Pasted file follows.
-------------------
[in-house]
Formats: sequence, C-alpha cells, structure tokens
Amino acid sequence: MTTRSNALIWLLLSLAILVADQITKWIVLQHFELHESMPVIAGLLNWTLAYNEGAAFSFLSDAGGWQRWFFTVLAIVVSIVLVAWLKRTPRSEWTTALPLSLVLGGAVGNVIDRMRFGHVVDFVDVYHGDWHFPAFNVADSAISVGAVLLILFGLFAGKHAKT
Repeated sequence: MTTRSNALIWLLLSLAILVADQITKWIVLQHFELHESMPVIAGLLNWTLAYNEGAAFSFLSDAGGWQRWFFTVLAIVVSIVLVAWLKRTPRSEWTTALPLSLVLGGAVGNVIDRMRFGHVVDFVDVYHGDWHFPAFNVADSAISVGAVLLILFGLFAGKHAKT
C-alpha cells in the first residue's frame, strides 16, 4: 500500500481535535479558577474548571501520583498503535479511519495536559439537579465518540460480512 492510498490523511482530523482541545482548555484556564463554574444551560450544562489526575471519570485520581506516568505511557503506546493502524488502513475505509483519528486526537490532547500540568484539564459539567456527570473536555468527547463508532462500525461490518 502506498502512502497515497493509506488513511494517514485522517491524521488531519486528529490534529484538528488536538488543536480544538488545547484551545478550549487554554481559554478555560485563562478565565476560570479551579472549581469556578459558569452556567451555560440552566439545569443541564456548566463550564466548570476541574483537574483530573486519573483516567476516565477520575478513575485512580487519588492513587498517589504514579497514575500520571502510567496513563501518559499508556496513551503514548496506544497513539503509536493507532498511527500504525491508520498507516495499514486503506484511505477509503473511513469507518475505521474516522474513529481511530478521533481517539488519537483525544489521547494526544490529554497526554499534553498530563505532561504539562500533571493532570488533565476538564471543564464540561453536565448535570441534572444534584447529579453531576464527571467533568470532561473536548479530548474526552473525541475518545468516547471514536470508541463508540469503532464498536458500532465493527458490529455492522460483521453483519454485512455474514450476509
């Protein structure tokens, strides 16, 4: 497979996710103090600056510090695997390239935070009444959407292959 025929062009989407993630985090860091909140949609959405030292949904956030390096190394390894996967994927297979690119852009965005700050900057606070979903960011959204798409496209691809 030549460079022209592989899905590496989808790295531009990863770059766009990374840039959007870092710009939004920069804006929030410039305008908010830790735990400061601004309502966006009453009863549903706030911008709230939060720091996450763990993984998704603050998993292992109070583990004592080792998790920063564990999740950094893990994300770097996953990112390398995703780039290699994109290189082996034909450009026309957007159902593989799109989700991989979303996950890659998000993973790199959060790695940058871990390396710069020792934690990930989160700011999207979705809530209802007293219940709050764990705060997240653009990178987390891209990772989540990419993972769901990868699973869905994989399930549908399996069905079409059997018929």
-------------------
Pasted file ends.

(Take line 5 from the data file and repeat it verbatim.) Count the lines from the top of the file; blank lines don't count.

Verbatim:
C-alpha cells in the first residue's frame, strides 16, 4: 500500500481535535479558577474548571501520583498503535479511519495536559439537579465518540460480512 492510498490523511482530523482541545482548555484556564463554574444551560450544562489526575471519570485520581506516568505511557503506546493502524488502513475505509483519528486526537490532547500540568484539564459539567456527570473536555468527547463508532462500525461490518 502506498502512502497515497493509506488513511494517514485522517491524521488531519486528529490534529484538528488536538488543536480544538488545547484551545478550549487554554481559554478555560485563562478565565476560570479551579472549581469556578459558569452556567451555560440552566439545569443541564456548566463550564466548570476541574483537574483530573486519573483516567476516565477520575478513575485512580487519588492513587498517589504514579497514575500520571502510567496513563501518559499508556496513551503514548496506544497513539503509536493507532498511527500504525491508520498507516495499514486503506484511505477509503473511513469507518475505521474516522474513529481511530478521533481517539488519537483525544489521547494526544490529554497526554499534553498530563505532561504539562500533571493532570488533565476538564471543564464540561453536565448535570441534572444534584447529579453531576464527571467533568470532561473536548479530548474526552473525541475518545468516547471514536470508541463508540469503532464498536458500532465493527458490529455492522460483521453483519454485512455474514450476509